Engenheiro Duarte Pacheco is the only senior figure from the dictatorship of Estado Novo who continues in widespread national esteem. He is perhaps the most engaging of the half dozen figures of early 20th century Portugal whose names are used nationwide as toponyms.
Following his tragically early death, a national subscription fund was opened for a monument to his memory in Loulé, the town of his birth. The monument, bearing the combined and voluntary work of 10 contemporary sculptors, appears unfinished in an allegory of Pacheco’s life’s work.
The monument was formally inaugurated by Dr Salazar on November 16, 1953, the 10th anniversary of Pacheco’s death. The inscription in bas-relief on the surrounding wall is taken from Salazar’s eulogy: Uma vida velozmente vivida e inteiramente consagrada ao progresso pátrio (A life lived at speed and entirely dedicated to the advancement of his country). It is scarcely possible to imagine a more apt description of Pacheco’s life.
Duarte José Pacheco was one of 11 children whose mother died when he was six and who were orphaned when he was 14. His father was a leader of the Regenerador Party in Faro and, in 1907, was seconded by his political opponents to Faial in the Azores.
Most sources give the year of his birth as 1899 as it mistakenly appears on his baptismal record of 1903, but Pacheco himself later insisted that it was 1900. He maintained that he had not troubled to correct the record, when he was important enough to do so, because many people thought that he was even then too young for office.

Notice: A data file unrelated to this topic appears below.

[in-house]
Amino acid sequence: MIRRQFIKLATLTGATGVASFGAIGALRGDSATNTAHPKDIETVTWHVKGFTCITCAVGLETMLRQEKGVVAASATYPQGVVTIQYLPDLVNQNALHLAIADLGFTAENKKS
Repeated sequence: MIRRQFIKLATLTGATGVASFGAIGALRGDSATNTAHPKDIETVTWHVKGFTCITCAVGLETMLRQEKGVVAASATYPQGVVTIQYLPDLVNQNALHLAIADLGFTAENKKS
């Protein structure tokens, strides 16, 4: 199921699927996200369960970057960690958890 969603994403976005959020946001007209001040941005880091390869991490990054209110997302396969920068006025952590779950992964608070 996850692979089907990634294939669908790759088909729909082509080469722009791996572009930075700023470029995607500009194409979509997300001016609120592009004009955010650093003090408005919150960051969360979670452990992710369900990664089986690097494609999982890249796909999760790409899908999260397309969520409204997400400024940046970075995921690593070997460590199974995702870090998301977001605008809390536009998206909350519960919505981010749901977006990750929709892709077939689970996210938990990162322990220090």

Pacheco was by nature a joker, and his ready smile was a part of his personal magnetism, although contemporaries said it sometimes appeared to be mocking.
As a boy, he was full of pranks, some of which might nowadays seem reprehensible or even delinquent. For example, a favourite for him and his friends was o dragão in which they would form a line, each holding the belt of his friend in front, and they would run in and out of shops and bars throwing to the floor anything fragile or that might cause a noise.
More responsible after his father’s death, at grammar school he became serious and was eventually a brilliant student who had time for nothing but work.